Although Junior’s friendships with Gordy and Penelope improve his school experience, he still feels like a stranger both in Reardan and on the reservation: “It was like being Indian was my job, but it was only a part-time job.” People in Reardan assume he has money because there’s a casino on the reservation, and so Junior pretends he isn’t poor in order to fit in.
Junior feels like an impostor because what people expect of him—acting white, acting Indian, or acting rich—conflicts with who he really is. His Indian identity feels like a job because he has to perform conflicting versions of it for his white classmates, whose understanding of “Indian-ness” is incorrect, and for his tribe, who feel he’s already failed some requirements of being Indian.
In December, Junior takes Penelope to the Winter Formal, which is complicated for him because he’s been trying to keep the extent of his poverty a secret from her. He has to meet Penelope at the dance (as opposed to picking her up) and shows up wearing his father’s old disco suit since he can’t afford to buy new formal clothes. Luckily, Penelope likes the suit, and the two of them have a great time.
While poverty again makes something that seems easy and natural for the other students especially difficult for Junior, it doesn’t stop him and Penelope from having fun together, proving that their relationship is more important than the difference in their backgrounds.
But Junior again feels nervous when Roger invites them along with his friends to drive into Spokane for pancakes, which Penelope is eager to do. Junior doesn’t have money to pay for pancakes, but he can’t say no to her. He hopes Earl, who has arrived to pick Penelope up, won’t allow Penelope to go. But Roger assures Earl that he will drive Junior and Penelope home, leaving Junior jealous of the way Earl trusts and respects Roger in addition to also being anxious about his lack of money.
“Penelope’s boyfriend” is another role that Junior feels pressured to play. While his feelings for Penelope are genuine, his sense that Roger “fits” better with Penelope recalls Gordy’s and Rowdy’s assessment of their relationship. Junior can’t help focusing on what he, Penelope, and Roger each represent in the high-school community, rather than who they are as individuals.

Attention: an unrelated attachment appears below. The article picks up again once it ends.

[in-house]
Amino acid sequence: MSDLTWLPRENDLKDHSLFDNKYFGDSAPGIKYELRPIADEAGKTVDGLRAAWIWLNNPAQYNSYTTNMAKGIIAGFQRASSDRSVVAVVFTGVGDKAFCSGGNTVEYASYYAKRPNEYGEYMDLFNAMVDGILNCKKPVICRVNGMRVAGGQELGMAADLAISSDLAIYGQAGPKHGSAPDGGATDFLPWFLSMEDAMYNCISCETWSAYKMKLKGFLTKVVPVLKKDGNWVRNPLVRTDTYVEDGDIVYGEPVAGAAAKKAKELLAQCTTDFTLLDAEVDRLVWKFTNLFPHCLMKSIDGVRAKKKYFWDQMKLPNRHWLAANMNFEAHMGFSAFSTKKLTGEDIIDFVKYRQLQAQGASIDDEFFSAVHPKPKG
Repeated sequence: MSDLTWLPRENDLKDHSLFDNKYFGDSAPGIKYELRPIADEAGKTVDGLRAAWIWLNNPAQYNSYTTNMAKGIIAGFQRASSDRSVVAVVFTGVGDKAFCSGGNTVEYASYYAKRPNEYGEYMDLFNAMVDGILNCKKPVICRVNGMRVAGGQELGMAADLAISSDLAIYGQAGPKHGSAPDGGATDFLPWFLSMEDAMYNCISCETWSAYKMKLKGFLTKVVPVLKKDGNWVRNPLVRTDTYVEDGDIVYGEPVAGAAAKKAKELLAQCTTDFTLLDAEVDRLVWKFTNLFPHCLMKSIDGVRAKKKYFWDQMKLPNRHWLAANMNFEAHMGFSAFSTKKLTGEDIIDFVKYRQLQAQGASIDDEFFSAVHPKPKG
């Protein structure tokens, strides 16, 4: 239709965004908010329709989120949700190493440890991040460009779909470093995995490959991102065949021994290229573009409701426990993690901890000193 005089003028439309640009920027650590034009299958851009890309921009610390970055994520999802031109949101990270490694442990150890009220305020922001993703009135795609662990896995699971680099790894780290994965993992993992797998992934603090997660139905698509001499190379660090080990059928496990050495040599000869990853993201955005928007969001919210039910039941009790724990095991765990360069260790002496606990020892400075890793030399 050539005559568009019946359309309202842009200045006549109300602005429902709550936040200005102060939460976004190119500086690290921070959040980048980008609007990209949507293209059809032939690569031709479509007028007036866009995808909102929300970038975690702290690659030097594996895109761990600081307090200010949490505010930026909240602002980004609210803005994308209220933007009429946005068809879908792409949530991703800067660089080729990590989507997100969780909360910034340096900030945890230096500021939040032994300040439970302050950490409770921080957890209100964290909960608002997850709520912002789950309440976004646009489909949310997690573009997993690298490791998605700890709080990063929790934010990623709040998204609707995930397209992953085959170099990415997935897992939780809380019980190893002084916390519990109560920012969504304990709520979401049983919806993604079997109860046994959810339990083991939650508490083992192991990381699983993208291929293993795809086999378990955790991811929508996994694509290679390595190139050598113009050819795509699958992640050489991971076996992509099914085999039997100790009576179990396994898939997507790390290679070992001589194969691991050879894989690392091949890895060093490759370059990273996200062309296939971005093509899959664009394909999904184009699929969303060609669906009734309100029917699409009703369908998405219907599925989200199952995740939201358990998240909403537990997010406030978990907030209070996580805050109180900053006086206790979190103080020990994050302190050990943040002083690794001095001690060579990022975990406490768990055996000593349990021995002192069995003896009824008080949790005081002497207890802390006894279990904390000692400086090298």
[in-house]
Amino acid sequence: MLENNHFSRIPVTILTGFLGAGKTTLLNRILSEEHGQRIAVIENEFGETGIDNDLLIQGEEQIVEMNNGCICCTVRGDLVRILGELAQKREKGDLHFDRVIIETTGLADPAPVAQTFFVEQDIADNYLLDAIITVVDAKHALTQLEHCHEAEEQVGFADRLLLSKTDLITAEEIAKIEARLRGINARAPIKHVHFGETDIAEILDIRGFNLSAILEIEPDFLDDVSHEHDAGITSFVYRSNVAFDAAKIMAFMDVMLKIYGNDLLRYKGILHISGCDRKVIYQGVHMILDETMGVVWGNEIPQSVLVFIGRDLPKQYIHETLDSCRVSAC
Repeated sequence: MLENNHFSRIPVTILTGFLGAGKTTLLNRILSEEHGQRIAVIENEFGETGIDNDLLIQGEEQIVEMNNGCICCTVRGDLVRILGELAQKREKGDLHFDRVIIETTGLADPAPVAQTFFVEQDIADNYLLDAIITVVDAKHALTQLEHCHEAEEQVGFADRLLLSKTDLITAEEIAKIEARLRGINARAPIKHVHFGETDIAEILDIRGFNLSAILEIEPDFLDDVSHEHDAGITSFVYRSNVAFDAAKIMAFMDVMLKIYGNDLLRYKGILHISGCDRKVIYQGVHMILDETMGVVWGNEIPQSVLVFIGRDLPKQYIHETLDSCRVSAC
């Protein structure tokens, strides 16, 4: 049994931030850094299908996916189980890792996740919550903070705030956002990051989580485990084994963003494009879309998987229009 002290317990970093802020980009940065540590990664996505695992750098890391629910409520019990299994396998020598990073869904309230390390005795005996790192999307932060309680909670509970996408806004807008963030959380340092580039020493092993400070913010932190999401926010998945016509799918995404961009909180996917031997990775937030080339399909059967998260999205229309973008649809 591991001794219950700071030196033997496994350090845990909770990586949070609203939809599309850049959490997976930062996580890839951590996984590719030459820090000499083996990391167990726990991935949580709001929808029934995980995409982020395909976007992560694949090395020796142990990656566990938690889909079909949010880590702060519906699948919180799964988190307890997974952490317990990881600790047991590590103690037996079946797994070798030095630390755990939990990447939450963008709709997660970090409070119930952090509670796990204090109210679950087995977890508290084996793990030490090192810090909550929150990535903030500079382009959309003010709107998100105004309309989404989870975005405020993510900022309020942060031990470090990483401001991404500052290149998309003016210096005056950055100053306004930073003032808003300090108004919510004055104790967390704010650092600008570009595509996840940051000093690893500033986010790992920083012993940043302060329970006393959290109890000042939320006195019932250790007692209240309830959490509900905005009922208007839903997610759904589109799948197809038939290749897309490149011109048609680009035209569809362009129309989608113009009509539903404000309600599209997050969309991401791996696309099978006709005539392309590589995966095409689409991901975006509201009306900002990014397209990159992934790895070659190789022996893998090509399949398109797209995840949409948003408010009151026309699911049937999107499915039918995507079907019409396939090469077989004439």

Halfway through the meal, Junior is so nervous about how he’s going to pay for the pancakes that he goes to the bathroom, worried that he might throw up. Roger comes in and hears him retching, and asks if he’s all right. Junior says he’s just tired, and the two boys chat for a while, with Roger inviting Junior to try out for the basketball team.
Interestingly, this scene parallels the scene in which Junior catches Penelope throwing up. In both cases, an unlikely friend arrives at a humiliating moment and inspires a reluctant confession.
Amazed that Roger is being so nice—“he was POLITE! How many great football players are polite?”—Junior decides to confess why he was getting sick. Though he can’t bring himself to admit the whole truth, Junior tells Roger he’s lost his wallet. Without hesitation, Roger gives Junior forty dollars to cover his and Penelope’s food.
Though they’ve been cordial since their initial fight, Roger’s kindness in response to Junior’s partial confession is completely at odds with both his racist joke and Junior’s impression of who he should be as a popular athlete. For Junior, it demonstrates that people have complex identities that extend beyond their roles in the social hierarchy.
After the meal, Junior claims that his dad will pick him up at the school, and so Roger drops him off there and waits in the car while Junior and Penelope get out to say goodbye. Saying that Roger told her he lent Junior some money, Penelope asks Junior outright if he is poor, and Junior confesses the truth. He expects that Penelope will abandon him immediately, but instead, she kisses him on the cheek and promises that she and Roger won’t tell anyone and will be his friends.
This is another important moment of confession—just as Penelope has trusted Junior with her eating disorder, Junior is now trusting her with his poverty. Having told Penelope his secret, he can now trust that she likes him because of who he really is.
Under Penelope’s persistent questions, Junior also admits that his dad isn’t picking him up. Refusing to let Junior hitchhike home, Penelope tells Roger the truth. After that, says Junior, “Roger, being of kind heart and generous pocket, and also a little bit racist, drove me home that night … and plenty of other nights, too,” alleviating some of Junior’s transportation problems. Junior is still surprised that Roger is so nice because of the racism Roger displayed when they first met, but reflects that “If you let people into your life a little bit, they can be pretty damn amazing.”
Penelope’s and Roger’s responses to learning the truth about Junior’s poverty teach him the value of an honest confession, and relieve a lot of the pressure he feels to pretend to be someone he’s not. Junior learns that not only can many different elements exist in one person’s personality—Roger’s kindness coexists with his racism—but his friends can also appreciate the complexity of his identity too. What’s more, the way Roger and Penelope work together to help Junior shows that he’s finally earned a place in their community, and can enjoy the support that comes with it.